|Register Allocation and Instruction Scheduling firstname.lastname@example.org (1994-03-23)|
|Register allocation and instruction scheduling email@example.com (1999-01-17)|
|Re: Register allocation and instruction scheduling firstname.lastname@example.org (David A. Greene) (1999-01-19)|
|Re: Register allocation and instruction scheduling email@example.com (1999-01-20)|
|Re: Register allocation and instruction scheduling firstname.lastname@example.org (David A. Greene) (1999-01-22)|
|Re: Register allocation and instruction scheduling email@example.com (1999-01-25)|
|Re: Register allocation and instruction scheduling firstname.lastname@example.org (1999-01-27)|
|Re: Register allocation and instruction scheduling email@example.com (1999-01-27)|
|Re: Register allocation and instruction scheduling firstname.lastname@example.org (1999-01-31)|
|[1 later articles]|
|From:||"David A. Greene" <email@example.com>|
|Date:||19 Jan 1999 00:55:42 -0500|
|Organization:||Department of Electrical Engineering and Computer Science, The University of Michigan|
> I'm presently reading Appel's book on compilers and a few questions
> came to mind.
> 1) How to take into account register renaming by the hardware by the
> compiler: especialy when using graph coloring techniques?
The extra physical registers are not (generally) architecturally
visible, so I don't see what can be gained here. Perhaps someone else
can shed some light.
You'd like the register allocator to reduce the memory bandwidth
requirements of the program as much as possible. A better question to
ask might be, "how can we modify the architecture to allow an
optimizing compiler to make better decisions?" One thing I really
like about Wen-mei Hwu's group at Illinois is that they approach
optimizing compilers from this angle.
> 2) How to take into account hardware instruction scheduling/reordering
> when trying to do different types of compiler instruction optimzation.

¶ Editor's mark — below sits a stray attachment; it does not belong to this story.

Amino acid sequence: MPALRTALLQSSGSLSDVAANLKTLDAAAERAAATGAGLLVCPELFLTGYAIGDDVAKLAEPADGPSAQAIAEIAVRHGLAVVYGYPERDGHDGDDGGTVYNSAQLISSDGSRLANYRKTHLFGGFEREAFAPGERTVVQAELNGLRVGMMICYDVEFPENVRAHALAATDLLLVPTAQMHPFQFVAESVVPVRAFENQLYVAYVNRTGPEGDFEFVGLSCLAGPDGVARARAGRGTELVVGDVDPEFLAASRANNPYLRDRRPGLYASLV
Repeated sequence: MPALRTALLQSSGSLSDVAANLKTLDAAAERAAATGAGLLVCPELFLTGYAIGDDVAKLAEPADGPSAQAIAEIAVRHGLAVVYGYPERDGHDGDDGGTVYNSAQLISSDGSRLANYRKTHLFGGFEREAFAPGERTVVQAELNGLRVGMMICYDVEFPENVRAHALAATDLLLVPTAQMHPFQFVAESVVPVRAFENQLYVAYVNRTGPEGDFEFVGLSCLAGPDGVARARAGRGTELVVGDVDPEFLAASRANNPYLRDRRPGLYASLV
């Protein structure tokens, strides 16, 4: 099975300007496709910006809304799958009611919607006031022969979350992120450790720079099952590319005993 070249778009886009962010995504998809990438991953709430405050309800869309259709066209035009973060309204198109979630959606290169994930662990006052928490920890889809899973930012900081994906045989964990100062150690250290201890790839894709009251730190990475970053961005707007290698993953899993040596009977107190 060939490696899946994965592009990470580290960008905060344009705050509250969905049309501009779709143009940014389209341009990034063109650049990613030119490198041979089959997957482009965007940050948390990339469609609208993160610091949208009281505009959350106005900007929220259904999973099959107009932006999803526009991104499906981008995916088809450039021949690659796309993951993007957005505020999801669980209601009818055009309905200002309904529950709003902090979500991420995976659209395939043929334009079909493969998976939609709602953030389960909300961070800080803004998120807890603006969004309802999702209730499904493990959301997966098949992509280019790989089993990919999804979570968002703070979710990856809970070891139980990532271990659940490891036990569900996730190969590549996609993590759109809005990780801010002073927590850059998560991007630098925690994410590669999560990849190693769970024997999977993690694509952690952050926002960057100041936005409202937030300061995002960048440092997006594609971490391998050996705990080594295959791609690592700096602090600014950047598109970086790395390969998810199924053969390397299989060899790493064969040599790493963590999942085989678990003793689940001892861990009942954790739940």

There are a couple of things going on here. An optimizing compiler
can look far further down the (static) instruction stream than the
hardware can dynamically. The trade-off is the amount of run-time
information available. Profiling can bridge this gap somewhat. So
one might look at this problem as a way for the compiler to schedule
code "close enough" together so that the hardware can do the
fine-grained tweaking at execution time.
Another way to approach this problem involves the organization of the
processor. Every O-O-O processor that I know of has some in-order
part to it. Generally this includes the fetch-decode mechanism. So
the compiler might want to consider scheduling for this part of
instruction processing rather than scheduling (out-of-order) execution
units. The idea here is to optimize the instruction stream so that it
can be decoded as quickly as possible to supply a steady stream of
work to the core. This may be especially useful for PetiumPro-style
machines where the instruction decode (2 simple, one complex, or
whatever it is these days) can become a bottleneck.
> Doesn't the hardware essentially undo all of my hard work in trying to
> write an optimized compiler? The book doesn'talk about these topics.
Somewhat. The register rename process essentially does on-the-fly
register allocation. So it seems that the whole purpose of the
compiler's static allocator is to reduce the amount of spill code
(i.e. to get as many candidates as possible into the rename hardware).
The scheduler becomes responsible for allowing the run-time
instruction window to contain as many independent instructions as
possible. The O-O-O engine then has more work to schedule for the
execution units, keeping everyone happy.
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